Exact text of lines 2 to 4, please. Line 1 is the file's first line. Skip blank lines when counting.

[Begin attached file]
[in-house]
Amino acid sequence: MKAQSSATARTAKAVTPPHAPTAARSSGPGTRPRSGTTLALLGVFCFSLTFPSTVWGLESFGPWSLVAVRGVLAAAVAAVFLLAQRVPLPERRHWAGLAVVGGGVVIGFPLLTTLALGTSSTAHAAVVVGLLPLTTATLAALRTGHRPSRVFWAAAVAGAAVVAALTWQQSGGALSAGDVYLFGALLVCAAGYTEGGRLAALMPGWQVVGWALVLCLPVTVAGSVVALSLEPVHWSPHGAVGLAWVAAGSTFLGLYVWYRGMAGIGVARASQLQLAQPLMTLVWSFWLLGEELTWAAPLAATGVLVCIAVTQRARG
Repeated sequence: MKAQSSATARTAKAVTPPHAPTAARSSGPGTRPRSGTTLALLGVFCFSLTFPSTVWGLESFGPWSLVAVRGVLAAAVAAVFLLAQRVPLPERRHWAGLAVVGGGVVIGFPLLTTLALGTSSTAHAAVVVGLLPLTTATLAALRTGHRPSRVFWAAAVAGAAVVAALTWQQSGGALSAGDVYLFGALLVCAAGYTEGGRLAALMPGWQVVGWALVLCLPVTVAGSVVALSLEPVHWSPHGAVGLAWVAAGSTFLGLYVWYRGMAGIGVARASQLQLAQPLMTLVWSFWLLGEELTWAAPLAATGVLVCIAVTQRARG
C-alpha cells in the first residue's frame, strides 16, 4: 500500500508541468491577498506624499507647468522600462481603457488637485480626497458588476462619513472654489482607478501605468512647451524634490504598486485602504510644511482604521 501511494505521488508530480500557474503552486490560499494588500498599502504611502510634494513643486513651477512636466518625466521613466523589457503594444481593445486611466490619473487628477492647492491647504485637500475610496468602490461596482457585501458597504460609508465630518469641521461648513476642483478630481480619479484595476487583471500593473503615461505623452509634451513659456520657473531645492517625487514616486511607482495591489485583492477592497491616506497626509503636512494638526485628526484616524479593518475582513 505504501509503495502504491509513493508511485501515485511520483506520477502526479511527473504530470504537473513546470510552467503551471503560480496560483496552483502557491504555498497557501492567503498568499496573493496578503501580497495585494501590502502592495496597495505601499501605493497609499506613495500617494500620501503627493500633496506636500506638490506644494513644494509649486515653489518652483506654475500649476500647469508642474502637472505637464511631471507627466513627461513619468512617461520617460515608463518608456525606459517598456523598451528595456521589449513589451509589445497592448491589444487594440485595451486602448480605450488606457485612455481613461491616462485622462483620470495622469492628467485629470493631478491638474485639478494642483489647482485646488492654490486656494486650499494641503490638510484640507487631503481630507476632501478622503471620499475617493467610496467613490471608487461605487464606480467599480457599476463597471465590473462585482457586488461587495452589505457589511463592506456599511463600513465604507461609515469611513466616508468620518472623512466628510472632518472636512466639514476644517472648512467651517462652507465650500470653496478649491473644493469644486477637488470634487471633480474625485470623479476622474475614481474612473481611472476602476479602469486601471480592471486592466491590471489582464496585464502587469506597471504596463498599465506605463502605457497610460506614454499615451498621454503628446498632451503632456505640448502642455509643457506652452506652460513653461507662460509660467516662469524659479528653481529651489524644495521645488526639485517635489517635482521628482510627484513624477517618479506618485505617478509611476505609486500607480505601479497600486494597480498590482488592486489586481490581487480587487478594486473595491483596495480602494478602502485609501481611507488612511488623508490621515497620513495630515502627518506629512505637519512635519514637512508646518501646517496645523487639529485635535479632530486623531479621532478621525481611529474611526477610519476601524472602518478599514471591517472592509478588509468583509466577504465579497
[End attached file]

Amino acid sequence: MKAQSSATARTAKAVTPPHAPTAARSSGPGTRPRSGTTLALLGVFCFSLTFPSTVWGLESFGPWSLVAVRGVLAAAVAAVFLLAQRVPLPERRHWAGLAVVGGGVVIGFPLLTTLALGTSSTAHAAVVVGLLPLTTATLAALRTGHRPSRVFWAAAVAGAAVVAALTWQQSGGALSAGDVYLFGALLVCAAGYTEGGRLAALMPGWQVVGWALVLCLPVTVAGSVVALSLEPVHWSPHGAVGLAWVAAGSTFLGLYVWYRGMAGIGVARASQLQLAQPLMTLVWSFWLLGEELTWAAPLAATGVLVCIAVTQRARG
Repeated sequence: MKAQSSATARTAKAVTPPHAPTAARSSGPGTRPRSGTTLALLGVFCFSLTFPSTVWGLESFGPWSLVAVRGVLAAAVAAVFLLAQRVPLPERRHWAGLAVVGGGVVIGFPLLTTLALGTSSTAHAAVVVGLLPLTTATLAALRTGHRPSRVFWAAAVAGAAVVAALTWQQSGGALSAGDVYLFGALLVCAAGYTEGGRLAALMPGWQVVGWALVLCLPVTVAGSVVALSLEPVHWSPHGAVGLAWVAAGSTFLGLYVWYRGMAGIGVARASQLQLAQPLMTLVWSFWLLGEELTWAAPLAATGVLVCIAVTQRARG
C-alpha cells in the first residue's frame, strides 16, 4: 500500500508541468491577498506624499507647468522600462481603457488637485480626497458588476462619513472654489482607478501605468512647451524634490504598486485602504510644511482604521 501511494505521488508530480500557474503552486490560499494588500498599502504611502510634494513643486513651477512636466518625466521613466523589457503594444481593445486611466490619473487628477492647492491647504485637500475610496468602490461596482457585501458597504460609508465630518469641521461648513476642483478630481480619479484595476487583471500593473503615461505623452509634451513659456520657473531645492517625487514616486511607482495591489485583492477592497491616506497626509503636512494638526485628526484616524479593518475582513 505504501509503495502504491509513493508511485501515485511520483506520477502526479511527473504530470504537473513546470510552467503551471503560480496560483496552483502557491504555498497557501492567503498568499496573493496578503501580497495585494501590502502592495496597495505601499501605493497609499506613495500617494500620501503627493500633496506636500506638490506644494513644494509649486515653489518652483506654475500649476500647469508642474502637472505637464511631471507627466513627461513619468512617461520617460515608463518608456525606459517598456523598451528595456521589449513589451509589445497592448491589444487594440485595451486602448480605450488606457485612455481613461491616462485622462483620470495622469492628467485629470493631478491638474485639478494642483489647482485646488492654490486656494486650499494641503490638510484640507487631503481630507476632501478622503471620499475617493467610496467613490471608487461605487464606480467599480457599476463597471465590473462585482457586488461587495452589505457589511463592506456599511463600513465604507461609515469611513466616508468620518472623512466628510472632518472636512466639514476644517472648512467651517462652507465650500470653496478649491473644493469644486477637488470634487471633480474625485470623479476622474475614481474612473481611472476602476479602469486601471480592471486592466491590471489582464496585464502587469506597471504596463498599465506605463502605457497610460506614454499615451498621454503628446498632451503632456505640448502642455509643457506652452506652460513653461507662460509660467516662469524659479528653481529651489524644495521645488526639485517635489517635482521628482510627484513624477517618479506618485505617478509611476505609486500607480505601479497600486494597480498590482488592486489586481490581487480587487478594486473595491483596495480602494478602502485609501481611507488612511488623508490621515497620513495630515502627518506629512505637519512635519514637512508646518501646517496645523487639529485635535479632530486623531479621532478621525481611529474611526477610519476601524472602518478599514471591517472592509478588509468583509466577504465579497